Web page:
It's really too bad for India and Tendulkar that his best never coincided either with (a) Dravid's best or (b) the introduction of relatively ballsy guys like Dhoni and Yuvraj. Dravid became a man on that 1999 tour of New Zealand and from there he went from strength to strength, to the point where, some time around 2002, teams started regarding him as India's best player (even if commentators would continue to pay lip service to the idea that Tendulkar was still the Man, everyone deep down knew he wasn't even the Man in India's middle order). Meanwhile, the Ganguly era saw India bring in new players that weren't wussy losers who were as easily pushed around as some of the 90s players (Prabhakar, Raju, Azharuddin etc). Unfortunately, both these developments kicked in when Tendulkar was past his absolute peak, so, in essence, Tendulkar's brilliance was as close to wasted as 25,000 runs in international cricket can get.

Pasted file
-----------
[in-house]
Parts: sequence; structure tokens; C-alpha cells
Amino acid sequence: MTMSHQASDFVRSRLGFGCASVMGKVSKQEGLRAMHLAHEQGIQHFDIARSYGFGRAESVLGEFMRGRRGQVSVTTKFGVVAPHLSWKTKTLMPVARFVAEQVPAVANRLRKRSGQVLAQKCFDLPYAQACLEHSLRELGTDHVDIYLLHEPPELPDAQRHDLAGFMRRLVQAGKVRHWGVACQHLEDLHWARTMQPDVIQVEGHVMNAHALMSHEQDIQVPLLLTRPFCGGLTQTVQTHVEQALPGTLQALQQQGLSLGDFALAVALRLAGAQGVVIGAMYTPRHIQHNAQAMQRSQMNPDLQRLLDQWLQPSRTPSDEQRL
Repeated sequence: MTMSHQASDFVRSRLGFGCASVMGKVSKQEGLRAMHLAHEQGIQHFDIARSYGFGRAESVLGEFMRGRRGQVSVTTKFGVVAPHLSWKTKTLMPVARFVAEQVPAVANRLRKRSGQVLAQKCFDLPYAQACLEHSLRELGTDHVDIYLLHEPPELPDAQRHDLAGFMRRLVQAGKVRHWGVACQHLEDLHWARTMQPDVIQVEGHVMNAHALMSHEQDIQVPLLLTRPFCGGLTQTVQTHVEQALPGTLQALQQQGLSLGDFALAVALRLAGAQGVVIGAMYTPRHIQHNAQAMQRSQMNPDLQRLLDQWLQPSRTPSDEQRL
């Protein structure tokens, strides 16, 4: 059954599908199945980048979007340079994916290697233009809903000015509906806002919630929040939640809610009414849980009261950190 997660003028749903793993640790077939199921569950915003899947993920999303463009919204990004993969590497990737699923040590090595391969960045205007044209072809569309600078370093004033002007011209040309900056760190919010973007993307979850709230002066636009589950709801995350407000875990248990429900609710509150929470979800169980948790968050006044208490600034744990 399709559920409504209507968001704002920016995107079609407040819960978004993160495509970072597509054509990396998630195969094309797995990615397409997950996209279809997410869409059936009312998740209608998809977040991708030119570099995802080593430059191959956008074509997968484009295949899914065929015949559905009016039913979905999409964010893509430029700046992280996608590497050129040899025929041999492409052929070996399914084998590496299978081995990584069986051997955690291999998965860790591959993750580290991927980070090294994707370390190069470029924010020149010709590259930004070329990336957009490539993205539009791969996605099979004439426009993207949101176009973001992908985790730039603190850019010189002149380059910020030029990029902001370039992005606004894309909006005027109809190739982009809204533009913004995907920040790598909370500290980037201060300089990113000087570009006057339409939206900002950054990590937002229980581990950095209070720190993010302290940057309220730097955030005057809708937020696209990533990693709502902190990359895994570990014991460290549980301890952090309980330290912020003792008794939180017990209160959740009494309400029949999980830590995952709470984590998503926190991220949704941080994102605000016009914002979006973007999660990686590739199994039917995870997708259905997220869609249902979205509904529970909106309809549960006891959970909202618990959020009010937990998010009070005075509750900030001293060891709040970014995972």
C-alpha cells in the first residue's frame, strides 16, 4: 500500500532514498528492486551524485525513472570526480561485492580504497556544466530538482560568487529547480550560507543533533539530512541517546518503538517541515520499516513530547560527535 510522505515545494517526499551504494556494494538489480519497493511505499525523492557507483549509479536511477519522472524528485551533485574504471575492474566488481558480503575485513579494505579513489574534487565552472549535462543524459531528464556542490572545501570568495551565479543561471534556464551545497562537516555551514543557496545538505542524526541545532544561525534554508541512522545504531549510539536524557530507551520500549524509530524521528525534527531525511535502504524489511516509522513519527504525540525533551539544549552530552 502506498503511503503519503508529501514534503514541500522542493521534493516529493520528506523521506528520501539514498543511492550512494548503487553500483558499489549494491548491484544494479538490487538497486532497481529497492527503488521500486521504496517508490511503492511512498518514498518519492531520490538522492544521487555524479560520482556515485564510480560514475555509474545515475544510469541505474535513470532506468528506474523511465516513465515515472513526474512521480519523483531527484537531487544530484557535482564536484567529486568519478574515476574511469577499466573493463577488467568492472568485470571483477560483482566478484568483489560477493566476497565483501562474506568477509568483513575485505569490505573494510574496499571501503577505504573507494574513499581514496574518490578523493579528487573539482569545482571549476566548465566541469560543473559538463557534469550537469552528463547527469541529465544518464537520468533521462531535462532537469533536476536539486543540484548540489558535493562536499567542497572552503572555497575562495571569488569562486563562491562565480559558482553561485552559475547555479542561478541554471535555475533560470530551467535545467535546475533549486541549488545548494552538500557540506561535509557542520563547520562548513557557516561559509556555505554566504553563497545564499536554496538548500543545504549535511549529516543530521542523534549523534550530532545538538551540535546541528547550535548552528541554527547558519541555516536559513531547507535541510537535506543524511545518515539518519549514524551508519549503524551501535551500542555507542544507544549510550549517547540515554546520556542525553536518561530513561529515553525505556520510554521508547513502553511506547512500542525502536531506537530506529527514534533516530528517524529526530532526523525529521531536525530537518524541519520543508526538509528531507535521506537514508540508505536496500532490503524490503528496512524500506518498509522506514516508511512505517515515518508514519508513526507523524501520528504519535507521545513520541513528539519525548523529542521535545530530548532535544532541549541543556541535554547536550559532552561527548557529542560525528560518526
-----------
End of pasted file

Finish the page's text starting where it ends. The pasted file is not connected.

No one, though, will ever convince me that Tendulkar was the best player of his generation. I don't even think he was one of the three best players of his generation. If you happen to be Indian while reading this, relax, take a deep breath, ask yourself this question and try to answer it as honestly as possible: if you could trade Lara's career for Tendulkar's, would you? I say you would have to. Furthermore (and perhaps more controversially), would you trade Dravid's career for Tendulkar's? I would again say yes, you would. Finally, (and perhaps most controversially), would you trade Ponting's career for Tendulkar's? I, once again, would say yes, you would.